Core Topics Continued

Bhavit Chhatralia
Mind Map by , created over 5 years ago

Mind Map on Core Topics Continued, created by Bhavit Chhatralia on 05/27/2014.

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Bhavit Chhatralia
Created by Bhavit Chhatralia over 5 years ago
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Core Topics Continued
1 Recursion
1.1 a method calling itself
1.2 Indirect recursion: Method A calls method B that calls method A
1.3 Potentially can go on forever (until memory full - Stack Overflow
1.4 Very powerful construct based on mathematical induction.
1.5 Recursive programming
1.5.1 All loops can be implemented as recursive calls
1.5.1.1 int f(int x) { if ( x<1 ) { return 0; } return x + f(x-1); }
1.5.2 Inefficient in java, but core concept in functional programming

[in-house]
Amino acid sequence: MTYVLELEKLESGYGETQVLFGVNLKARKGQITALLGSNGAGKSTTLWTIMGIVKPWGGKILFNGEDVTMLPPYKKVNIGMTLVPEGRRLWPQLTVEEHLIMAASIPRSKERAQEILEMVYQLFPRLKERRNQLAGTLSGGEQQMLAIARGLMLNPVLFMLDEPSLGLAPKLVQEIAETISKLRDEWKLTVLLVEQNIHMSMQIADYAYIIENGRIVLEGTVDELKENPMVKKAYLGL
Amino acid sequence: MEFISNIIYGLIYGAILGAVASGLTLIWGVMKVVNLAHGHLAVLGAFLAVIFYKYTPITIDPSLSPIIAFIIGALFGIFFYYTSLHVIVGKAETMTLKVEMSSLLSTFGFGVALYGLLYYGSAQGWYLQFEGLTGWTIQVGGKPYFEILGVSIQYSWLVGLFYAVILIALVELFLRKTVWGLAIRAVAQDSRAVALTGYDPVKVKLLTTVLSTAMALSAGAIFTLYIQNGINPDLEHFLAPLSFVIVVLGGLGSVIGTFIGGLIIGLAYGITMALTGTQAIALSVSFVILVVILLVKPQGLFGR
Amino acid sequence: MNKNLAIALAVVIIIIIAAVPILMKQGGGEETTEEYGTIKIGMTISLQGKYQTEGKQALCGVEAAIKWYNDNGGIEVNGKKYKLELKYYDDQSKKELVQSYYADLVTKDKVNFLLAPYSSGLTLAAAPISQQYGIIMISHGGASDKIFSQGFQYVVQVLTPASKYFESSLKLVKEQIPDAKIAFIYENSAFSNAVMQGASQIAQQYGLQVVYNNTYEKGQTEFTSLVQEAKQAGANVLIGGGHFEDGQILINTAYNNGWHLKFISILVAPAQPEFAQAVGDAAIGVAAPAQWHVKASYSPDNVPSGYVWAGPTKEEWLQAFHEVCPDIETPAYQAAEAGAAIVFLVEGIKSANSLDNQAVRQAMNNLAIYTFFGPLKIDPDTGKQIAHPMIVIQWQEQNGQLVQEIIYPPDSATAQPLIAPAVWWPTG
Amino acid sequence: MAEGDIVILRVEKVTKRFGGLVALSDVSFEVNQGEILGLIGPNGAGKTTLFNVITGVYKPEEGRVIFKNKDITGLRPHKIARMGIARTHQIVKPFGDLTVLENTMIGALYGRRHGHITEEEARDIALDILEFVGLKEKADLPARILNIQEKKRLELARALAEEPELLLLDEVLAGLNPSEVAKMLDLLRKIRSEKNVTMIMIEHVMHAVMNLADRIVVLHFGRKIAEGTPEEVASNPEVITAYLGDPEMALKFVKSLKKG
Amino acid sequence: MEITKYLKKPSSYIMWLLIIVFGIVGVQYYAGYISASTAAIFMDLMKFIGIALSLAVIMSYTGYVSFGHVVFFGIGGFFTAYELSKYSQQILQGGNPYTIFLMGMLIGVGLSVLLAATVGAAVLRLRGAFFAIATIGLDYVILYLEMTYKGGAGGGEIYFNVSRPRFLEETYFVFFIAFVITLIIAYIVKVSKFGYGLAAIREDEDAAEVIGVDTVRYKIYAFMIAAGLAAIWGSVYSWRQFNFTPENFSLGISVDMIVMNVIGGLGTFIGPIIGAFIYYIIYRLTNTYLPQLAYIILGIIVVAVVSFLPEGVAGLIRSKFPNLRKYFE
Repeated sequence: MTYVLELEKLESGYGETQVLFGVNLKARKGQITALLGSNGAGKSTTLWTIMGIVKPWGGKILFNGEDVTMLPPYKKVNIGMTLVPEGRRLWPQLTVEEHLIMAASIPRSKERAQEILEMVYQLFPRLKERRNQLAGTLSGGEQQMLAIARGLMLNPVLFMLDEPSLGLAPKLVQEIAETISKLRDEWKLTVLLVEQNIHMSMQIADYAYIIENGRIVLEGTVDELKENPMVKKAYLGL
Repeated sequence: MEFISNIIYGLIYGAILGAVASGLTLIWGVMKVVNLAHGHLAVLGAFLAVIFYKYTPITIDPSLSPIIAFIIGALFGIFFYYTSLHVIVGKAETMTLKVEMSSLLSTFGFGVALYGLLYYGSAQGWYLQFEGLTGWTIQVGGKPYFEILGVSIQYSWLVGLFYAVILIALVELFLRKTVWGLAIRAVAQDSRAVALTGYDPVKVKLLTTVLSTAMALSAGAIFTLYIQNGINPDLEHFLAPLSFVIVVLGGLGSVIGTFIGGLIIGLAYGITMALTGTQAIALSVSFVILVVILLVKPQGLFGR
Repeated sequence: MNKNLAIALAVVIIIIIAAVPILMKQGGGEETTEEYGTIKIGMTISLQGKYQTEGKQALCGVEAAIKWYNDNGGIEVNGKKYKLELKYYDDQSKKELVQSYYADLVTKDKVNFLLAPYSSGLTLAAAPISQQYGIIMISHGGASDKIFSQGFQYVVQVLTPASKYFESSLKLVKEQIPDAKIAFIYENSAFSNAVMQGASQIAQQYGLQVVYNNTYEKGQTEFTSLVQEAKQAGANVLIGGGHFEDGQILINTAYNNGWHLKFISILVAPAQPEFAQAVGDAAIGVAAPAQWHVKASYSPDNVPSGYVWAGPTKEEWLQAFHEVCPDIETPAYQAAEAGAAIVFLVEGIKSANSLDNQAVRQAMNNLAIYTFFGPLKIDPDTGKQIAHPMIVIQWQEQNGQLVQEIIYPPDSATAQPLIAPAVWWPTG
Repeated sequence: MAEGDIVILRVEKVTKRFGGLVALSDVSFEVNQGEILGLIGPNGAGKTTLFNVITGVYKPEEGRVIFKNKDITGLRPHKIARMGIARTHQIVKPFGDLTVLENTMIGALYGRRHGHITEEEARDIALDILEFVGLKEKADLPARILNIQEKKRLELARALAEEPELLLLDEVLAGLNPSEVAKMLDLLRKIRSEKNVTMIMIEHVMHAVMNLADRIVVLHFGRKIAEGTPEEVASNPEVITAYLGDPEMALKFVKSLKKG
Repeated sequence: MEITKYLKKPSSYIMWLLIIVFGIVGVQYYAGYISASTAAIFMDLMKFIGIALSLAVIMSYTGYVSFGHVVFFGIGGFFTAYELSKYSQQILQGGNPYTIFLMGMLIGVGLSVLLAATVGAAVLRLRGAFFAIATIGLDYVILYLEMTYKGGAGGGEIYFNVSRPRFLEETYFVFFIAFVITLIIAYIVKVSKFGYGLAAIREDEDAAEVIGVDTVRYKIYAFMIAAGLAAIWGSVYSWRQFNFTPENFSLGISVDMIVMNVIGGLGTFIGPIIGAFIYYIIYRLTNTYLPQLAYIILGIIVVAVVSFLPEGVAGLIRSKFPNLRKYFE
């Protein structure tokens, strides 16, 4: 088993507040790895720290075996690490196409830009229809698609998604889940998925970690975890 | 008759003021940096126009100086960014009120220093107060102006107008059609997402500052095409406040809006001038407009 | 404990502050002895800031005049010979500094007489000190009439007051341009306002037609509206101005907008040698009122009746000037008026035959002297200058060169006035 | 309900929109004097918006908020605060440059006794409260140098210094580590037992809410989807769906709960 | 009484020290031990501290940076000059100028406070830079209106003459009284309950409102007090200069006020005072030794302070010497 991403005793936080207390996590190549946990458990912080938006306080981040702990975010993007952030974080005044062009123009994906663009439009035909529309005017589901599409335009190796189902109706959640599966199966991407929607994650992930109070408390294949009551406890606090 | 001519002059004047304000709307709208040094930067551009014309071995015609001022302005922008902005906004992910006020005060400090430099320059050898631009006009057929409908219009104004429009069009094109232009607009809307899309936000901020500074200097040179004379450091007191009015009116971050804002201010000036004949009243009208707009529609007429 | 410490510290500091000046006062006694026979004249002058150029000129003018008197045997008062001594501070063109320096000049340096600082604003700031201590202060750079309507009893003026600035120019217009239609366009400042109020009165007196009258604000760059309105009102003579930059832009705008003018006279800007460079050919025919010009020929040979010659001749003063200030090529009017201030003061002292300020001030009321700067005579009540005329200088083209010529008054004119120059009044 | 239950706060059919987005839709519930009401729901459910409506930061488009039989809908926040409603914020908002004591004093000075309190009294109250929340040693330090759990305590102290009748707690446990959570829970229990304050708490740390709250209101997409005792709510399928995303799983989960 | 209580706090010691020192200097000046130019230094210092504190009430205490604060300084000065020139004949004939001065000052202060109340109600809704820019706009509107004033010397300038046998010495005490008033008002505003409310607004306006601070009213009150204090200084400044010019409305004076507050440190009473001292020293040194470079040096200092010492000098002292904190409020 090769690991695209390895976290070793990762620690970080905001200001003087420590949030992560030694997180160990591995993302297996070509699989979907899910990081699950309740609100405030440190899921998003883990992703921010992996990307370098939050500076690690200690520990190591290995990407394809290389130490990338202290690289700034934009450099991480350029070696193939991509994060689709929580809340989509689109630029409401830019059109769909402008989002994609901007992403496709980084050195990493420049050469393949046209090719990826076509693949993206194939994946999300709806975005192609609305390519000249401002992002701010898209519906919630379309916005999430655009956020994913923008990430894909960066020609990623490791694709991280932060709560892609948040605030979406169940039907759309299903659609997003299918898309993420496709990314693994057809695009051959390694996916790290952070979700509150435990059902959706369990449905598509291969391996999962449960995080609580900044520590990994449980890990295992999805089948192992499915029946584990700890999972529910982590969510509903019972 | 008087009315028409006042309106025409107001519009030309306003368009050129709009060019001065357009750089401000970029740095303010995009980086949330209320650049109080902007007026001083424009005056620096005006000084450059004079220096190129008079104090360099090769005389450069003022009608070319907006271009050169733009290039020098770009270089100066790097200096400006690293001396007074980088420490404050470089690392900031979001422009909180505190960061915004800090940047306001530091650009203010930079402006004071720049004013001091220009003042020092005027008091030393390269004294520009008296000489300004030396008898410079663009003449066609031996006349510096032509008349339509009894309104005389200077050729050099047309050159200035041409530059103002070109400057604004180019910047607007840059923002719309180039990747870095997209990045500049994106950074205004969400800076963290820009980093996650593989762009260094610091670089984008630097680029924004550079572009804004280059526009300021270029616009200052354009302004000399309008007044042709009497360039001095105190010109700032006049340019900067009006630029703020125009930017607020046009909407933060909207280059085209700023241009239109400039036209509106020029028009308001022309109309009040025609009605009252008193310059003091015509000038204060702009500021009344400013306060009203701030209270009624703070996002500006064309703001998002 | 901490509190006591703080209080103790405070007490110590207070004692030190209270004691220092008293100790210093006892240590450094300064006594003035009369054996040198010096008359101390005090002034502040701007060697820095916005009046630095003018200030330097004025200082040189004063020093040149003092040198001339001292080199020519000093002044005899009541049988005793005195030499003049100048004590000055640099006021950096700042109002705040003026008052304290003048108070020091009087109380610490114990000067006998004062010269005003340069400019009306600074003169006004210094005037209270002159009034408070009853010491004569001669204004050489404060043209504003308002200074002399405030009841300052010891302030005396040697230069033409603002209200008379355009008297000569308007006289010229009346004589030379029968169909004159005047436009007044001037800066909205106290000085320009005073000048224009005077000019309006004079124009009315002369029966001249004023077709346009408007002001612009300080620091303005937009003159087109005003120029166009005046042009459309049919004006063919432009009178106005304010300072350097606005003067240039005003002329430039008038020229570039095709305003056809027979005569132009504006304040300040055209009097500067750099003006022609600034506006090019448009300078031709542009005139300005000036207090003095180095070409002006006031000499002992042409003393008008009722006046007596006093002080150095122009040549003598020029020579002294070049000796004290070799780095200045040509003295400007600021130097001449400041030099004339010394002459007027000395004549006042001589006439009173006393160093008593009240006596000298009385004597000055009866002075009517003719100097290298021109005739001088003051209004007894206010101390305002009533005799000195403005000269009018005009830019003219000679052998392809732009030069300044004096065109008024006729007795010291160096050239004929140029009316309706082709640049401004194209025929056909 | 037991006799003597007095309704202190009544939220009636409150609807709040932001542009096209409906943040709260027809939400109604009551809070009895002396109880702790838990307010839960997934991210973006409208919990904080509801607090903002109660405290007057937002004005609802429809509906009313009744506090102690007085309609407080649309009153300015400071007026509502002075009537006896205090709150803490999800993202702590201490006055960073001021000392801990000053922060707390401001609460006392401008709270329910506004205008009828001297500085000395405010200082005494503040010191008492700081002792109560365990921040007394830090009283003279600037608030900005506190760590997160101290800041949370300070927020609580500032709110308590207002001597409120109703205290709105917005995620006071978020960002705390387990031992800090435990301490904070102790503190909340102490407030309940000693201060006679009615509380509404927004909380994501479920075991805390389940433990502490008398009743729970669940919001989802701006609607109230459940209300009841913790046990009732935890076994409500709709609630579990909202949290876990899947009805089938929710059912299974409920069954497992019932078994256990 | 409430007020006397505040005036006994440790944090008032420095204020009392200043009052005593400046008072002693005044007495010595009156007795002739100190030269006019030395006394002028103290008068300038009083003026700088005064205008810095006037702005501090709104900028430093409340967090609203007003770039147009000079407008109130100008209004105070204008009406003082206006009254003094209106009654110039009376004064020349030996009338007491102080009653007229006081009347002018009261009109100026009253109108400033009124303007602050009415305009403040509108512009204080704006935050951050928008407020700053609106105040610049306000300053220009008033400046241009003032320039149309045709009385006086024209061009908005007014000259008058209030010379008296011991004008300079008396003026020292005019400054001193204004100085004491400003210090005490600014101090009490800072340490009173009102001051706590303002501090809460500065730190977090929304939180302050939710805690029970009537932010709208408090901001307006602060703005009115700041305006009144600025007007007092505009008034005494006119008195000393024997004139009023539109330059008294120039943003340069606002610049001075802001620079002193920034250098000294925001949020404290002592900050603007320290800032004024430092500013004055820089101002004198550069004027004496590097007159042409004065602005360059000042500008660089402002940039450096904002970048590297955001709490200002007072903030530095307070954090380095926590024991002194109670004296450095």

1.6 Programming recursively
1.6.1 When programming, "solve" a problem by using another method (call it before you implement it)
1.6.2 When this other method is the calling method, you have recursion.
1.6.3 Recursion is not a goal in itself
1.6.4 Recursive data structures (XML documents, file directories (called folders in windows), linked lists etc.) are most easily handled with recursive functions.
2 Programming Language Concepts
2.1 Paradigms
2.1.1 Imperative
2.1.1.1 describes computation in terms of statements that change a program state
2.1.1.2 The term is used in opposition to declarative programming, which expresses what the program should accomplish without prescribing how to do it in terms of sequences of actions to be taken
2.1.2 Logic
2.1.2.1 Popularized by Prolog
2.1.2.2 Based on predicate calculus
2.1.2.3 Starts with statements of facts – parent(john, jake), parent(jake, jack)
2.1.2.4 Uses rules – grantparent(X,Z) :- parent(X,Y), parent (Y,Z)
2.1.2.5 Uses inference to determine true statements – grantparent(A, jack). will result in A = john
2.1.2.6 Very good at searching solutions
2.1.2.7 Basically implements the depth first search algorithm (as used for certain kinds of AI)
2.1.3 Functional
2.1.3.1 Based on mathematical "pure" functions
2.1.3.2 Allows for straightforward mapping to computer science
2.1.3.3 Functions are first class